21 November 2017 — 0754 mdt
John Frederick — the North Fork Flathead never had a better friend
The North Fork Flathead River has had many good friends — but none was better than Polebridge’s John Frederick, who died at 74 last week. Inkeeper, trail builder, environmental activist, outdoorsman, his tenacity and leadership helped keep Canadian coal in the ground, clean water in the river, and public officials on their toes and good behavior.
Outsiders meeting John for the first time sometimes mistook him for a simple rustic, good hearted but without sophistication. His friends knew better. He had a keen sense of showmanship. When in Toronto to shame Rio Tinto, the company intending to dig coal at Cabin Creek, at its stockholders meeting — he purchased stock so he could speak as a shareholder — he wore a black, western cut, suit, and black flat-brimmed hat, a sartorial choice that one associates with a circuit riding preacher in the 19th century west. By comparison, Brian Schweitzer’s shooting jackets and bolo ties were pure Savile Row. John’s costume helped him present himself as David fighting Goliath, and Toronto’s news media loved it. A three-piece suit and polkadot tie never would have led to coverage so favorable.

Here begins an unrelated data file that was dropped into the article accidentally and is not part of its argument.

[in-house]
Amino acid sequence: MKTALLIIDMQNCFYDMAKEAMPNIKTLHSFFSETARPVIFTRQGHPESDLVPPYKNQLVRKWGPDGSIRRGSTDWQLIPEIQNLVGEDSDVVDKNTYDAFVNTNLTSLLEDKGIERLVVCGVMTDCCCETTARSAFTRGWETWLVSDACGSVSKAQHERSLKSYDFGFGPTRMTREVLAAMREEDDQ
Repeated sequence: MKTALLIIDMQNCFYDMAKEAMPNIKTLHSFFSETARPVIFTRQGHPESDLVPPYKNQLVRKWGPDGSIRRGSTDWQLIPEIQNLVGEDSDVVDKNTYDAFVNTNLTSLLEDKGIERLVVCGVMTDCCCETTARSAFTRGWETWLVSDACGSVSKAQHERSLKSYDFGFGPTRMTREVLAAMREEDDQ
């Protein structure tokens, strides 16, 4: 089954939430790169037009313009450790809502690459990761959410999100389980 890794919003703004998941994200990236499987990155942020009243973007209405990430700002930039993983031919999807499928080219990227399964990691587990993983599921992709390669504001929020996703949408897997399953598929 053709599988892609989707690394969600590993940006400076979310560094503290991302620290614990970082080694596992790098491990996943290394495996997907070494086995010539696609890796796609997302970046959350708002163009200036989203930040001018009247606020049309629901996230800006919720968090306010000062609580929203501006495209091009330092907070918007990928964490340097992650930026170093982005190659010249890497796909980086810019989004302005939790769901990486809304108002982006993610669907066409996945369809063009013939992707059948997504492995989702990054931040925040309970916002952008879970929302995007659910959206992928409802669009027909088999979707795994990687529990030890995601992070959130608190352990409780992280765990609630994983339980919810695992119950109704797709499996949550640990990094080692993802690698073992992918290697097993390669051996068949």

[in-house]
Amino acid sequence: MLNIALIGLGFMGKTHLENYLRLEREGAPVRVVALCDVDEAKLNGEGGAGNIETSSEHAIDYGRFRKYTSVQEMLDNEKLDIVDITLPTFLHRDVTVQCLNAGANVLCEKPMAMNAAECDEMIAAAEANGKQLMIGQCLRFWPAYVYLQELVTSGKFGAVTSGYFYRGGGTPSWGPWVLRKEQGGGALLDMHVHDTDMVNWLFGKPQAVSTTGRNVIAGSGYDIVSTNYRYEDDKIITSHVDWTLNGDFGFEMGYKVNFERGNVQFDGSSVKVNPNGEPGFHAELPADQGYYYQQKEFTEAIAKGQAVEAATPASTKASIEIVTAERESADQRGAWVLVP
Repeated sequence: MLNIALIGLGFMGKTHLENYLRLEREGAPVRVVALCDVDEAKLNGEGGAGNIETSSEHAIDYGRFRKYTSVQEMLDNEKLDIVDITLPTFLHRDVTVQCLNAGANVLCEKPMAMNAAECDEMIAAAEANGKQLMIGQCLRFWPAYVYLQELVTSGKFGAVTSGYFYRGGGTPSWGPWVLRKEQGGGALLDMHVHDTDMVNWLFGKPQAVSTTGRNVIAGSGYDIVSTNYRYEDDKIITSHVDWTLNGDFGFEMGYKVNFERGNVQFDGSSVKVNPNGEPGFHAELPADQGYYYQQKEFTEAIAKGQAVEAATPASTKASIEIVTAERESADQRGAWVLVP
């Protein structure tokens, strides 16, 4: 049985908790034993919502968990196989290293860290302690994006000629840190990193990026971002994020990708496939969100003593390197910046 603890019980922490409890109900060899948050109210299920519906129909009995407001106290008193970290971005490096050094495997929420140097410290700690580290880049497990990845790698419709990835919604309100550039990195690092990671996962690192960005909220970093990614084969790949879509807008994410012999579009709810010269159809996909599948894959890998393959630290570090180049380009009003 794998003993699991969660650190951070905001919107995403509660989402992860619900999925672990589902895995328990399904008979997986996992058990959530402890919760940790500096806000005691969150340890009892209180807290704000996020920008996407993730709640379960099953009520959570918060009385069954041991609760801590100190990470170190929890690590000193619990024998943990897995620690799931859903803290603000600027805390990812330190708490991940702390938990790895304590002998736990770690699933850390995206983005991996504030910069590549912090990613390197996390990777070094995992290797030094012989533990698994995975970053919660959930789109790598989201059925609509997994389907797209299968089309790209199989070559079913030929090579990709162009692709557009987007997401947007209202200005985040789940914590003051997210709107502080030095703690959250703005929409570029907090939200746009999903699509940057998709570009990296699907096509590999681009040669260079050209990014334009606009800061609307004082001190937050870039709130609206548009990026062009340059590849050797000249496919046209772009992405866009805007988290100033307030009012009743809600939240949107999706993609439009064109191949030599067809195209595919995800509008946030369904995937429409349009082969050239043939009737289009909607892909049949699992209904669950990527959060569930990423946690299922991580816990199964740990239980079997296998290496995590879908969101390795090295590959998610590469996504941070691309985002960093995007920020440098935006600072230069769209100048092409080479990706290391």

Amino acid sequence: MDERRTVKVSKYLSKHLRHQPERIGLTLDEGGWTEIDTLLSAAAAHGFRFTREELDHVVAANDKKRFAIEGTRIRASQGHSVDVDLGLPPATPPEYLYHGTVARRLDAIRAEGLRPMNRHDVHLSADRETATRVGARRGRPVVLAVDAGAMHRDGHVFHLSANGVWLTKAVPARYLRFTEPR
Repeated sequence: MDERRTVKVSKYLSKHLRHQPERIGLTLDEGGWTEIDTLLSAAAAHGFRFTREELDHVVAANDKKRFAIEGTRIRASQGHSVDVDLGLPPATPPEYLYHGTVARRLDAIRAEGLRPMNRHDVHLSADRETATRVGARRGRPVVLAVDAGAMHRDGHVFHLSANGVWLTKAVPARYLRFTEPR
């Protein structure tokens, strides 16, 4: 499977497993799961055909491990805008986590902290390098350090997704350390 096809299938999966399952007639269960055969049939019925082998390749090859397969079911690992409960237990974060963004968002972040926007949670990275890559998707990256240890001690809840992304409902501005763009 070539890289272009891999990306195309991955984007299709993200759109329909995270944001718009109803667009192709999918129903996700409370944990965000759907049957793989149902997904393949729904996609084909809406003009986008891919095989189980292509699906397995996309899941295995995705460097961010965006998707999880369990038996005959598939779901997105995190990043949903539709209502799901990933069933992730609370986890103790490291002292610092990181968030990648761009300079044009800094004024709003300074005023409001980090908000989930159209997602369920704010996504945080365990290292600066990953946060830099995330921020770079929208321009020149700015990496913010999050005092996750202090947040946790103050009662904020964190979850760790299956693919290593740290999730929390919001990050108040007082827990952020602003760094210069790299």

When the International Joint Commission held a hearing in Kalispell on the Cabin Creek mine, John’s showmanship again spiced his presentation. Not content to paint a picture of doom with words, an under-appreciated skill of this English major from Ohio, he stood at the microphone with a Mason jar two-thirds full of clear liquid. That, he informed the IJC, was water dipped from the North Fork at the international border. Then, holding the jar for all to see, he poured coal from Cabin Creek into the water, which of course turned black. That, he announced, is what would happen to the North Fork if the Cabin Creek mine was dug. A publicity stunt? Yep. Effective? You betcha. His only mistake was not tipping the local TV station to his demonstration, and Mark Holston almost tripped rushing to get the scene on video.
Because of John’s efforts, and the efforts of his friends, that coal remains in the ground. And because it remains in the ground, it will remain a dollar sign in the eyes of coal diggers everywhere. Consequently, it will stay in the ground only if John’s friends, and the North Fork’s friends, old and new, honor his memory and accomplishments by defending the North Fork with eternal vigilance and zeal. That they will do — and therefore, old friend, wherever you are now, rest easy, for the river will flow clear and clean forever.